In 1956 Diefenbaker was chosen to succeed George Drew, who resigned as leader of the Progressive Conservative Party. In 1957 Diefenbaker led his party to an upset victory over the Liberals, who were led by Louis St. Laurent, and formed the first Tory government since that of R.B. Bennett. Backed by a Cabinet that included Davie Fulton, Donald Fleming, George Hees, G.R. Pearkes, Douglas Harkness, Ellen Fairclough, Léon Balcer and Gordon Churchill, Diefenbaker consolidated his position in March 1958 when the electorate returned his government with 208 seats - the highest number held by a single party in Canada to that time.

The Diefenbaker Vision

The Diefenbaker era featured the personality and the style of the "man from Prince Albert"; many things now taken for granted were initiated during his administration. Wheat sales to China and agricultural reform revitalized western agriculture. His determination to guarantee certain rights for all led to the Canadian Bill of Rights and to granting the federal franchise to Canada's native peoples; James Gladstone, a Blood from Alberta, was appointed to the Senate. Under the philosophical umbrella of "social justice," many programs were restructured to provide aid to those in need. The "northern vision" that figured so prominently in rhetoric of the 1957 and 1958 elections increased public awareness of the Far North and led to some economic development. A tour of the Commonwealth in 1958 reinforced Diefenbaker's strong feelings about the value of that organization and other international bodies. It also helped to define his role as a supporter of the nonwhite Commonwealth; he played a key role in the 1961 antiapartheid statement that contributed to South Africa's withdrawal from the Commonwealth.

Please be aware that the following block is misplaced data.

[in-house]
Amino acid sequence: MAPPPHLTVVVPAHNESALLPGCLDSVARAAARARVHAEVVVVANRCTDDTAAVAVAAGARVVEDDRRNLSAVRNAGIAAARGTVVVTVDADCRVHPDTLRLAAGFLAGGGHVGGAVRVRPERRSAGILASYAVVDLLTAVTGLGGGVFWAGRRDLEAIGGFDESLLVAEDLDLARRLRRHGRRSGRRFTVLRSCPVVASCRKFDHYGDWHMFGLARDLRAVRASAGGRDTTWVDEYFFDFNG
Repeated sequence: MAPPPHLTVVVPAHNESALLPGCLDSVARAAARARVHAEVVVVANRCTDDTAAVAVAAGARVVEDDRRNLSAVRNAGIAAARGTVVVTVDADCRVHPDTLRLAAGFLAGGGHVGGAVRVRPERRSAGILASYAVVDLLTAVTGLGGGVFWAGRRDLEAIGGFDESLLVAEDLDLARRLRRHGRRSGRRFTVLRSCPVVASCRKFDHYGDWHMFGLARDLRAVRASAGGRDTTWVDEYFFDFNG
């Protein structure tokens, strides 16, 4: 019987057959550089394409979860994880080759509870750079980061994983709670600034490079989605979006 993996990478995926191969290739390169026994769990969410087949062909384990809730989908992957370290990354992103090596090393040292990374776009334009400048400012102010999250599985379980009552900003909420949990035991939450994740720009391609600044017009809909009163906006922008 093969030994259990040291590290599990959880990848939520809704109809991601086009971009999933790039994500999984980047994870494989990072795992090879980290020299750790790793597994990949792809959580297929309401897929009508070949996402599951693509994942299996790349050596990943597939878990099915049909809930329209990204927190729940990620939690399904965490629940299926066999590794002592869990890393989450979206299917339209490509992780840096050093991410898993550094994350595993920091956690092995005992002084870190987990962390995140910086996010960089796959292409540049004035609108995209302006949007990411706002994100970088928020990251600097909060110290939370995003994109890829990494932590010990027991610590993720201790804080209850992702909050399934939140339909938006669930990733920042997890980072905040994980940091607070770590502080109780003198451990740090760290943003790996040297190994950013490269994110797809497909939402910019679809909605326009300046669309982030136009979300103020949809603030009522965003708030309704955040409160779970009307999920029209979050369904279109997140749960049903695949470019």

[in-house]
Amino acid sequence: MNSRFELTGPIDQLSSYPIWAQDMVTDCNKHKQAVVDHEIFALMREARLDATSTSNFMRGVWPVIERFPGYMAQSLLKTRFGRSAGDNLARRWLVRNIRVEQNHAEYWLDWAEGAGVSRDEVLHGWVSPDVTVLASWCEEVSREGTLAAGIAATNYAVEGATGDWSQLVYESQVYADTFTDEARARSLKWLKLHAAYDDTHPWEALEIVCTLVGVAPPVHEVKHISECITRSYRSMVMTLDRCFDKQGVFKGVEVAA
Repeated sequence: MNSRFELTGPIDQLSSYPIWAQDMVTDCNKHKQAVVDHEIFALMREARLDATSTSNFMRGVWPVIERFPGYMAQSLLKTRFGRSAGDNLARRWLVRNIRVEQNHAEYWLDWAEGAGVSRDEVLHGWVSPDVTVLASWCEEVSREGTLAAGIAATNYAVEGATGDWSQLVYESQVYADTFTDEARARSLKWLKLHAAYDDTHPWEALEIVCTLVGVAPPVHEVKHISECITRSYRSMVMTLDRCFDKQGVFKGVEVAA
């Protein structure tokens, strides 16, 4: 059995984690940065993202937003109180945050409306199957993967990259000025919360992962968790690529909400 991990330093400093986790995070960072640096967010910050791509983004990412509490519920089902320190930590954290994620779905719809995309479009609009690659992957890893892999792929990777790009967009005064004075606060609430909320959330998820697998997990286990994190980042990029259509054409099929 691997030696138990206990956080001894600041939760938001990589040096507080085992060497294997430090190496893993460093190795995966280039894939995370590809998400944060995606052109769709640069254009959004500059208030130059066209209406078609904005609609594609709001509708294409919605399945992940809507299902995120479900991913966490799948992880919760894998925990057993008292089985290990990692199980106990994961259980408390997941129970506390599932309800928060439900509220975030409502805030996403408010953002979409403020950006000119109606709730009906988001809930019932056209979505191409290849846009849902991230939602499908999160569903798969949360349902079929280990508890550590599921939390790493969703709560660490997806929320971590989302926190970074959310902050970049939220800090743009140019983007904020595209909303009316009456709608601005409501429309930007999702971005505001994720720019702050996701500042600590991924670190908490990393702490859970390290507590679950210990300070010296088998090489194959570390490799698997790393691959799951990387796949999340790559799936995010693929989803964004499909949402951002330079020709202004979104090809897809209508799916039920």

A Spectacular Campaign

During the 1962 election, the Liberals were able to exploit the crisis in the economy (the Canadian dollar had dropped to 92.5c US), the debate over nuclear weapons on Canadian soil (with charges against Diefenbaker of anti-Americanism) as well as the controversial 1959 cancellation of the Avro Arrow; the PC government was reduced to a minority. The 1963 election returned the Liberals to power, but Diefenbaker, travelling the country by train, almost won the election for his party. It was possibly the most spectacular one-man political campaign in Canadian history. In the period following that election, Diefenbaker delighted in questioning Prime Minister Lester Pearson's government to such an extent that the House's business slowed considerably. He argued vigorously against Pearson's proposal for a new Canadian flag (see Flag Debate) and led the attack on the Liberals during the scandals of 1965.

The Final Journey

Despite the electoral setbacks and a party deeply split over the question of his continuing leadership, Diefenbaker refused to resign and put up a spirited defence at the 1967 leadership convention, which chose Robert Stanfield as the new leader. Diefenbaker remained in politics, however, and won a seat for the thirteenth time in May 1979. His state funeral in Ottawa, the final train journey across Canada, and his burial in Saskatoon beside the Right Honourable John G. Diefenbaker Centre at U of Sask - all planned by himself - is pageantry that few Canadians who witnessed it will forget.